Lastly, once you have the vocabulary and grammar skills in your toolbox to be able to write, you have to figure out WHAT to write and how to do it. Use a top-down approach. It is disastrous to write a story or a how-to guide by writing, "Well first I did this and then I did that and then this happened..." This is aimless and horrible. Plan your piece like any project: top-down. Figure out the main goal (telling a story, or covering a subject, not too broadly!) Then write out several main parts, then in each part figure out the sub-parts you should cover, down to the details, and then you have a logical sequence to get the sentences moving naturally, part by part. HubPages helps by letting you set up several blank blocks of text in a row. Each block should be a section, and the section titles are exactly the main ideas that you planned beforehand.
You don't have to use point-form to plan things. A more beautiful method is a "branch" method using a piece of paper. You learn to use different branching structures for different tasks, and it gives you a lot of two-dimensional flexibility to plan different branches of the topic or to link branches together.
There are lots of places online that will show you how to write book reviews. Also read lots of other people's book reviews.
There are as many ways to improve as there are to fail, to be honest. ^^; Here are some of my tips:
1. If you have trouble getting things edited, ask for second opinions- beta readers are a godsend. If you have an account on FictionPress, they make it easy to find a beta reader for whatever category you need, as well as giving you a place to post your works!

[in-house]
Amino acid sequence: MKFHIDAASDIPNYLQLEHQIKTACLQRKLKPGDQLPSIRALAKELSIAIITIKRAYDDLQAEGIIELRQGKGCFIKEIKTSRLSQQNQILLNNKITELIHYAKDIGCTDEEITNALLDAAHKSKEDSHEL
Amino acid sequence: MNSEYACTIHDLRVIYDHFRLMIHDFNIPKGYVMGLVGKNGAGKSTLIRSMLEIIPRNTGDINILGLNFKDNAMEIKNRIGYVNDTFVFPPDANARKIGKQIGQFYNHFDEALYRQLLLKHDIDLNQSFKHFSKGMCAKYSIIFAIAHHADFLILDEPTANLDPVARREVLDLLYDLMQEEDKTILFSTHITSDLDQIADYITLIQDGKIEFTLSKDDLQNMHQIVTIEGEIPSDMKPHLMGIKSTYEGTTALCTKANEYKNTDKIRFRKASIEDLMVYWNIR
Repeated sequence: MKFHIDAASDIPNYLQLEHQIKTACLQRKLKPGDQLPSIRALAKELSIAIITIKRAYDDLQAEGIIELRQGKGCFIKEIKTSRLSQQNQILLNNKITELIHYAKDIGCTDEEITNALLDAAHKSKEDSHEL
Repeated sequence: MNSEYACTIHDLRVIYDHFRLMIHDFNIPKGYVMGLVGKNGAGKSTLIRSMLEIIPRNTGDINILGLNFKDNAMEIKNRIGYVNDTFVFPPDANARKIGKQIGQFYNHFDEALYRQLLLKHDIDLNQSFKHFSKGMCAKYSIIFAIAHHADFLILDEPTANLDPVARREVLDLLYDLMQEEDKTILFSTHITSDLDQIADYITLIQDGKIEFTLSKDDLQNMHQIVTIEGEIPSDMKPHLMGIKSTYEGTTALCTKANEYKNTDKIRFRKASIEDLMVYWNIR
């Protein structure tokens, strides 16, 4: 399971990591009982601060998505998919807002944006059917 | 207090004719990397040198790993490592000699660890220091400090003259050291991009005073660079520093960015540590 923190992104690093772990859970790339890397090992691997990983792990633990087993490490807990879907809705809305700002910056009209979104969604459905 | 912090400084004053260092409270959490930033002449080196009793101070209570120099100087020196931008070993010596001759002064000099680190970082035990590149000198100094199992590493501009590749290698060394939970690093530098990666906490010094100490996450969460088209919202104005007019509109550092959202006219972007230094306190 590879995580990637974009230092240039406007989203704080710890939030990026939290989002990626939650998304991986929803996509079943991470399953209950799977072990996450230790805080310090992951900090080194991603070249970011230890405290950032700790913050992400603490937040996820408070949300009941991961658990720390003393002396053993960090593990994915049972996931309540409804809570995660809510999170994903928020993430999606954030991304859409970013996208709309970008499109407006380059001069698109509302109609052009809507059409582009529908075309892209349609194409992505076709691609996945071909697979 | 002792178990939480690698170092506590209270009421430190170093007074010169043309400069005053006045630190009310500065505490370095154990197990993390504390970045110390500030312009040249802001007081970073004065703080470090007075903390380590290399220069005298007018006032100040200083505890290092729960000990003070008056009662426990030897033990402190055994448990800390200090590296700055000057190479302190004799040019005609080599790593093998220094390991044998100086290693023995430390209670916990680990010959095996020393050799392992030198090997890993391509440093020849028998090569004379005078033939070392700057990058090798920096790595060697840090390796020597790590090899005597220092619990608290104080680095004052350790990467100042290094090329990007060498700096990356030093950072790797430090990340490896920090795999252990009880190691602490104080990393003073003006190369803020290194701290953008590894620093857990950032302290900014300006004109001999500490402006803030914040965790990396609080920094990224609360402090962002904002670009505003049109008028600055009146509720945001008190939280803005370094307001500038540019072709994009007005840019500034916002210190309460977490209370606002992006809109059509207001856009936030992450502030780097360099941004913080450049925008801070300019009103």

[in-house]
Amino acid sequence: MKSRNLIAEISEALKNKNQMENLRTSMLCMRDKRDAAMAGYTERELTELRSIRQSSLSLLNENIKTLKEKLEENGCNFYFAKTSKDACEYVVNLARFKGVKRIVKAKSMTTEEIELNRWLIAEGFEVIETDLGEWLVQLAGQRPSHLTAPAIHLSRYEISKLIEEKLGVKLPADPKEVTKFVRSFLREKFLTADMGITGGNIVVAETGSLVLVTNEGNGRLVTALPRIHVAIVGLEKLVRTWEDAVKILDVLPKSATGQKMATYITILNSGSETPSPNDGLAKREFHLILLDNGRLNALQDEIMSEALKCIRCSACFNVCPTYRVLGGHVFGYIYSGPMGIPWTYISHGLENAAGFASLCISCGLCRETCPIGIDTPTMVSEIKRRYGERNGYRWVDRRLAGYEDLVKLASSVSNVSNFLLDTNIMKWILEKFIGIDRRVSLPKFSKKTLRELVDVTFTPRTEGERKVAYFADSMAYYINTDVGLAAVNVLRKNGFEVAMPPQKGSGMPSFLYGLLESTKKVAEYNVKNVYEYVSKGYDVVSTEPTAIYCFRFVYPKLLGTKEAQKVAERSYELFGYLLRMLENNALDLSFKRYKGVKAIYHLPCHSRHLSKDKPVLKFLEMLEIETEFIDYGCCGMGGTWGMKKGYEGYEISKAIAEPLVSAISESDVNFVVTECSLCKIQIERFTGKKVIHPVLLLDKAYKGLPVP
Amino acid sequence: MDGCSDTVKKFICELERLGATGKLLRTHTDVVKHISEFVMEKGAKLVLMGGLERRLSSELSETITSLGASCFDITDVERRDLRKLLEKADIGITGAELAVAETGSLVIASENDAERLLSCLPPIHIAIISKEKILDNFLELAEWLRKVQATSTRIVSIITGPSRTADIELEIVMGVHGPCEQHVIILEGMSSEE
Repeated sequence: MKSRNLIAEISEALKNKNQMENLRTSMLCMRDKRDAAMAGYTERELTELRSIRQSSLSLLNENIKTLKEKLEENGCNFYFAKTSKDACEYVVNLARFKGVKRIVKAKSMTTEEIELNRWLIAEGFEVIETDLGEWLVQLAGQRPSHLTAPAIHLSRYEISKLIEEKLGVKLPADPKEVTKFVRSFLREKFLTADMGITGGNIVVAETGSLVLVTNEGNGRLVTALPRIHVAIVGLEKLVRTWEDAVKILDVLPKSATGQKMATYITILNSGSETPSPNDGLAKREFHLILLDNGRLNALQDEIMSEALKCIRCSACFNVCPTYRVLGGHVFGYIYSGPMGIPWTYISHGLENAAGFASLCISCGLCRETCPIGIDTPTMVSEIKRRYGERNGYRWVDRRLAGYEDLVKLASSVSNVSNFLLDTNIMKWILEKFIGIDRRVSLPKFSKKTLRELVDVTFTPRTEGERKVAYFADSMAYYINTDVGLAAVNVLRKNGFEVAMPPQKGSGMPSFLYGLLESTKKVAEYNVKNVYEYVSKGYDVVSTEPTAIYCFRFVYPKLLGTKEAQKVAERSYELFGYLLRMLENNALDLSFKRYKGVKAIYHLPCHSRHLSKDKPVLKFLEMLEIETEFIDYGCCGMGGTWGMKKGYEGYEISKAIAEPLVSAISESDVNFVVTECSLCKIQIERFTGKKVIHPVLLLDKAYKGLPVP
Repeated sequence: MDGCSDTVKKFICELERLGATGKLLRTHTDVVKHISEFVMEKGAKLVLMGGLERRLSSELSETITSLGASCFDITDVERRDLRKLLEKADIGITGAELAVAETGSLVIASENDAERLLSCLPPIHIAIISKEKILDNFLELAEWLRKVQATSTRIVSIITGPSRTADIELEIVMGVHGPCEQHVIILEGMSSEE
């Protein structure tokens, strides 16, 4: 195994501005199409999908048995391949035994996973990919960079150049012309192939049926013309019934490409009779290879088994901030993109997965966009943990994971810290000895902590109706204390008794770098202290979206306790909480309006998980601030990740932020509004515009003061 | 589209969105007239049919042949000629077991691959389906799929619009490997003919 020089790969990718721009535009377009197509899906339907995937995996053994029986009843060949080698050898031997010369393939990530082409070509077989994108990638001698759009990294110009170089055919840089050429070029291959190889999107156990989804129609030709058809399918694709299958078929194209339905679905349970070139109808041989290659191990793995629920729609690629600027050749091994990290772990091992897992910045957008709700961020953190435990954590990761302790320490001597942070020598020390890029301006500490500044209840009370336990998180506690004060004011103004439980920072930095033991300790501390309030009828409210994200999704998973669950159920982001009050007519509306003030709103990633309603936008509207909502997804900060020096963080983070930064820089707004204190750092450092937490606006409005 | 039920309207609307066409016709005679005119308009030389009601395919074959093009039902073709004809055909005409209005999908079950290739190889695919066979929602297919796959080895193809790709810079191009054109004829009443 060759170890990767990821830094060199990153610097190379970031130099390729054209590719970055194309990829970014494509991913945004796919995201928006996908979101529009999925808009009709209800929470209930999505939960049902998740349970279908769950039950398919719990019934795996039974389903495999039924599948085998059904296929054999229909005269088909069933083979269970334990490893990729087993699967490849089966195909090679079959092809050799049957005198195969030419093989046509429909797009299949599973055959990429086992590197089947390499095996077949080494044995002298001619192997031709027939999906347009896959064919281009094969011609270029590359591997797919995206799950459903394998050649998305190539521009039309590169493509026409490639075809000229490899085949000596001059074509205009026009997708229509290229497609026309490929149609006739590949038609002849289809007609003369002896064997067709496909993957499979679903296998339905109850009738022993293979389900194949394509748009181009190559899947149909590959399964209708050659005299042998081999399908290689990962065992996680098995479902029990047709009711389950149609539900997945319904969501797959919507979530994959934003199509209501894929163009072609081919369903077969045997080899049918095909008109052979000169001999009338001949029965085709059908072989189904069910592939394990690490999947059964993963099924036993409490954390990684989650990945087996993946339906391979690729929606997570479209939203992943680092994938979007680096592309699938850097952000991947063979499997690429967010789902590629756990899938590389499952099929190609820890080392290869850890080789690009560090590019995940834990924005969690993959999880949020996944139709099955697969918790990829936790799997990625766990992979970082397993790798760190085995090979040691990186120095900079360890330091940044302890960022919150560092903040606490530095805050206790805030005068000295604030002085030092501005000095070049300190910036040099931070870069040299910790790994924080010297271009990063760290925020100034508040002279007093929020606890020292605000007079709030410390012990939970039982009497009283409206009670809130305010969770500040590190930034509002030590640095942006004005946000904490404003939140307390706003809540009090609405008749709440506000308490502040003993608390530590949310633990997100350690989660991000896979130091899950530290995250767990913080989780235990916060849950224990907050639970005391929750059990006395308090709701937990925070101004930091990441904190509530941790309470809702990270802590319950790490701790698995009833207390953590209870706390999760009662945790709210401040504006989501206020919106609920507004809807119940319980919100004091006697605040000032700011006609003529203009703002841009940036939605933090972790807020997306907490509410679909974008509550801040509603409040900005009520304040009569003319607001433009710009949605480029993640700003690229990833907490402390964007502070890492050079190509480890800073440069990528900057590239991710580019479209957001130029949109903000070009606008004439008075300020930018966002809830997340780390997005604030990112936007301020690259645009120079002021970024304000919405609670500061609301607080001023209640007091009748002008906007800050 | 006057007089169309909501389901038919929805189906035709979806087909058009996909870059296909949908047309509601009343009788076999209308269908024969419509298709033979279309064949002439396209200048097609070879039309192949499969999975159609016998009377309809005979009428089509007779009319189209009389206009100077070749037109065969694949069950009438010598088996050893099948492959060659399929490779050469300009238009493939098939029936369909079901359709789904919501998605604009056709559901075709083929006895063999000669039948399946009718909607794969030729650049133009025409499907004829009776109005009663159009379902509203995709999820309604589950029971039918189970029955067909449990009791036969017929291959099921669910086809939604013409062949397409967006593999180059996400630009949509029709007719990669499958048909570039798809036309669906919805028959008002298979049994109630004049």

2. If finding a story idea gets you stuck, settle for some imagery. What really hits your spot at the moment? Is it the horror of a blood-spattered wall, or a warm fireplace on a winter evening? Start from a mood. Whether that mood will break or continue is up to you.
3. If characters aren't staying "in character," write a profile. I find writing profiles a good way to not only know the character, but know them so well that they seem real to you. Real enough that, when you're putting them on paper, you know exactly how they'll react to everything without having to think so hard about it. There's a character template you can use on my DeviantArt account, if you like!
4. Often times, authors will come out with their own writing guides; if you have a favorite writer, wiki or Google them, and see if they've put one out. E.B. White (author of Stuart Little) and Phyllis Whitney (a major mystery/romance novelist) have both put out volumes on writing and character creation.
If there's any other questions you more specifically wanted answers on, let me know; I've been writing for a little over seven years now, so I should be able to assist in some way, at least. Good luck!
I've written a hub on the same. Maybe it might help you.
http://hubpages.com/hub/writing-an-essa … nt-affairs
In order to write really well, read a lot. Read what interests you. The more you read, the more you will find what you like and don't like.
You will come out knowing your writer's voice. It is a distinct style. Don't try and copy anyone else. Just keep practicing and write as often as you can.
I definitely agree with FaithDream. Read a lot. But I would add, don't just read one style of book. Read widely and from a variety of places. You can learn some lessons by reading mysteries and crime fiction, and you can learn others by reading the Divine Comedy.
The best writers are the ones who are able to synthesize elements of writing from different places and put them into one coherent whole. The better-rounded you are as a reader, the better-rounded you will be as a writer.
And yes, write a lot. Write as much as you can.
To improve as a writer, read regularly and as widely as possible and not just in your favourite genre.
Learn the rules of grammar and punctuation. When you understand how these rules work, you'll then know how to break them effectively. The end result is not the same as writing badly.
Write every day; a set routine helps many writers to achieve this. Give yourself a daily wordcount and stick with it. Like others have already pointed out here, practice is the key.